Many words have already been written about the death this week of John Allen Chau, a 27 year old American from my home state of Washington. Chau was killed in the North Sentinel Island, part of the Andaman and Nicobar Island chain and a Union Territory of India. Desiring to share the love of Christ with one of the most remote peoples on the earth, Chau died in circumstances still to be fully understood.
I was in the Andaman Islands just eight months ago, and heard about North Sentinel Island. The local museum in Port Blair gives some of the history of the Island and describes how remote it is. I came away thinking and praying for the people of the island, perhaps only 40-100 total inhabitants yet each one created in the image of God and loved deeply. I also could understand the desire to protect them from potential disease and other destructive outside influences.
But I also wondered how they could hear the Gospel of Jesus, believing as I do that it is a message of life and freedom for all, including for the North Sentinelese. Of course I did not know what would happen just a few months later with the death of this young man. With all that is being written about him and what he did, both positive and negative, it is important to take a deep breath and to some degree take at face value his motives as expressed in his diary and final letter to family.
In reading some of that so far, I am struck by a word that keeps appearing in John Allen Chau’s writing. It is the word “love”. He mentions again and again his love for Christ, and his love for the people of this remote place. Yes, he was into adventure tourism, and had a deep love for the wild. Yet this ambition to bring the Gospel to these people was not a sudden whim. He had prepared several years, back to his being a student at Oral Roberts University. Even then according to his friends he already knew about the Island, and had her people in his heart.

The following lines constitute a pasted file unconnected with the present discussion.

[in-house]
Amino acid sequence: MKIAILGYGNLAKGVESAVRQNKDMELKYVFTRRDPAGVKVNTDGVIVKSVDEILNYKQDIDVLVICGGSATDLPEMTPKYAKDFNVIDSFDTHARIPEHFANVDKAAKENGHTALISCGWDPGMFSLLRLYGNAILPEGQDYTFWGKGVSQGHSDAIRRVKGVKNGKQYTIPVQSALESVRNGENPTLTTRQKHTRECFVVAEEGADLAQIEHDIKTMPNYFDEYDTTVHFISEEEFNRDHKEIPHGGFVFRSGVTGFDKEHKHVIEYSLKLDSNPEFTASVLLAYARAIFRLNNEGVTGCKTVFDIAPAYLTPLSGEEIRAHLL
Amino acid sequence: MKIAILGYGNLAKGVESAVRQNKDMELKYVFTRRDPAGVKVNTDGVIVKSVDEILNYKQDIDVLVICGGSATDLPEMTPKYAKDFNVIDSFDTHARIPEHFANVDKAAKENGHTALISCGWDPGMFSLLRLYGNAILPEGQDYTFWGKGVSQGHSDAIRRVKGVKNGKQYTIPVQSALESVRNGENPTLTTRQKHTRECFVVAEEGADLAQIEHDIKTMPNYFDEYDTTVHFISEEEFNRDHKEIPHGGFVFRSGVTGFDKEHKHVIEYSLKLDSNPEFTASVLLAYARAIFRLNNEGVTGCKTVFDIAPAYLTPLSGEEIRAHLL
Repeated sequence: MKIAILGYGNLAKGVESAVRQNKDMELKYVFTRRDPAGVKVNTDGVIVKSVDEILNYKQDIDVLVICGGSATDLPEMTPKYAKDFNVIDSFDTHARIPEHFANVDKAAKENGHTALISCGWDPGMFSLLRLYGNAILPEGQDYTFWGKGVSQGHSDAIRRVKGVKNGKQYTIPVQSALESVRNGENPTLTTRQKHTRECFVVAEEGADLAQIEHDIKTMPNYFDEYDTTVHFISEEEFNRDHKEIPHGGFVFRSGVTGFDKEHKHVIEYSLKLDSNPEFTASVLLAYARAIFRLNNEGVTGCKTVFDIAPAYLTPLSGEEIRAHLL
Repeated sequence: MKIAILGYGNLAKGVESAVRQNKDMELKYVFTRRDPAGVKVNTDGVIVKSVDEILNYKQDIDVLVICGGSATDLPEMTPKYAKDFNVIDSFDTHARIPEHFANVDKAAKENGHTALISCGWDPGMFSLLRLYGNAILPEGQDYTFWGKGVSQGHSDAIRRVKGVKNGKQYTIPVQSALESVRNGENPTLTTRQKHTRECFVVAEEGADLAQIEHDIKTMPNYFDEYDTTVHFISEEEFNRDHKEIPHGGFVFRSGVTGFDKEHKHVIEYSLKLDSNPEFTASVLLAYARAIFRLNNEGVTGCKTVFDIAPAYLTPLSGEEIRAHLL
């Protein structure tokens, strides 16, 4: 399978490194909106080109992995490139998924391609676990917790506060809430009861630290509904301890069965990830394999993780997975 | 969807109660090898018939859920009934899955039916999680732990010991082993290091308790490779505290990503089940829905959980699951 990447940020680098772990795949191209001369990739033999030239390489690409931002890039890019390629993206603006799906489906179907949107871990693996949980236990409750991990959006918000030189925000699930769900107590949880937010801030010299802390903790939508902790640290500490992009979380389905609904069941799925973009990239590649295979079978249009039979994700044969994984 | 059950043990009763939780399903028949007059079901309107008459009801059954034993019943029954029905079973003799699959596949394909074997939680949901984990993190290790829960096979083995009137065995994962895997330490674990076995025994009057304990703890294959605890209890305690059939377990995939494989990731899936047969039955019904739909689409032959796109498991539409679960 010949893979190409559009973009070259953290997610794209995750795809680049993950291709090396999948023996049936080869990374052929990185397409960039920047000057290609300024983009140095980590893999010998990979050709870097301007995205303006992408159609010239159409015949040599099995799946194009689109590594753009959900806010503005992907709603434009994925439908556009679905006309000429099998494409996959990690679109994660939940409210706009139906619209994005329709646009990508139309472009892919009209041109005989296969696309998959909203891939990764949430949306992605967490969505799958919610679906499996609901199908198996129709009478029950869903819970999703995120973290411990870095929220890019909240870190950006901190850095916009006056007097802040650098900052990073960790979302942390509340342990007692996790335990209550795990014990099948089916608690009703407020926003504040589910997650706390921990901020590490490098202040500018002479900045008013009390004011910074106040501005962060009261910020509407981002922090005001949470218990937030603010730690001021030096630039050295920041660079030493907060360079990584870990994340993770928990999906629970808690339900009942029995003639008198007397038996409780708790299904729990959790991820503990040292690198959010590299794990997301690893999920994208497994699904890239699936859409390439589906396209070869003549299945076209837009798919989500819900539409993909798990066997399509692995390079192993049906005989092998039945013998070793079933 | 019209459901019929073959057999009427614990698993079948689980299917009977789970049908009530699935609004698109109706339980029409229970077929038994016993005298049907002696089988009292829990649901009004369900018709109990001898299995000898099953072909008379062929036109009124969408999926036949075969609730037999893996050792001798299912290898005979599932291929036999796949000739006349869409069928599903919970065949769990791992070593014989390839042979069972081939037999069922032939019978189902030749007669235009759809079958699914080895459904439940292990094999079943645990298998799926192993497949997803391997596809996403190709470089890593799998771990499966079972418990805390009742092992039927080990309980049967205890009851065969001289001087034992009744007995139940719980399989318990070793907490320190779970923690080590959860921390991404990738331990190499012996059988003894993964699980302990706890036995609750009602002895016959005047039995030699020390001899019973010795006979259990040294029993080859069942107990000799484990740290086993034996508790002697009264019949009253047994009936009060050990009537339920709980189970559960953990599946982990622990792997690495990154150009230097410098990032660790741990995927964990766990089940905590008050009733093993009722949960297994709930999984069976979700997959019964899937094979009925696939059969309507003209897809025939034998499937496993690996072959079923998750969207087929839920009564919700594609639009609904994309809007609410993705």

There will be more that will come out in the days ahead. And there will continue to be those who will question his strategy and tactics, if not his goals. But so far it his honest love that shines for me. Reckless? Yes. But when is love that overpowers ever measured? There are times when love trumps all. (sorry if some of you read this far hoping or dreading a post about the US President.)
Only time will tell what will happen related to the people of the North Sentinel Island. I, and many others, will continue to pray for them, that the light of Christ will fill that island. That the love greater than any power on earth will touch their hearts. Was John Allen Chau’s death, and the risk it was not only for him but for the people there, worth it? That will continue to be debated in the days to come.
But right now I’m deeply impressed, and challenged, by his love. I don’t know what other motives he had, if any. Perhaps for the adventure, perhaps for the sheer adrenaline of the story of contacting such a remote people. Why did he risk his life? Could it be that he did truly love the people of North Sentinel Island? Could it be that he felt a burden of love that filled his heart, placed there by the One that loves those people more than anyone else?
If you have never felt that love for yourself, you will not understand. It is a crazy love, a reckless love, and yes a love that sometimes does not err on the side of wisdom. It is a love that has filled the pages of history, resulting at times in the death of martyrs, in people seemingly throwing away their lives for a greater call and a greater homeland. A crazy, reckless love that just may have led a 27 year old Washingtonian to his death on a remote beach.
Only time, and eternity, will tell.
2 thoughts on “When Love Trumps All”
He reminds me of another group of young men who flew into the Amazon many years ago, and lost their lives for the people they loved. The story didn’t end but continued. The fruit is there to be seen; but the heritage is not just one peoples but the lives they ended up touching outside of their own community.
The lord will still use his death. Our lord uses people despite our mixed motives.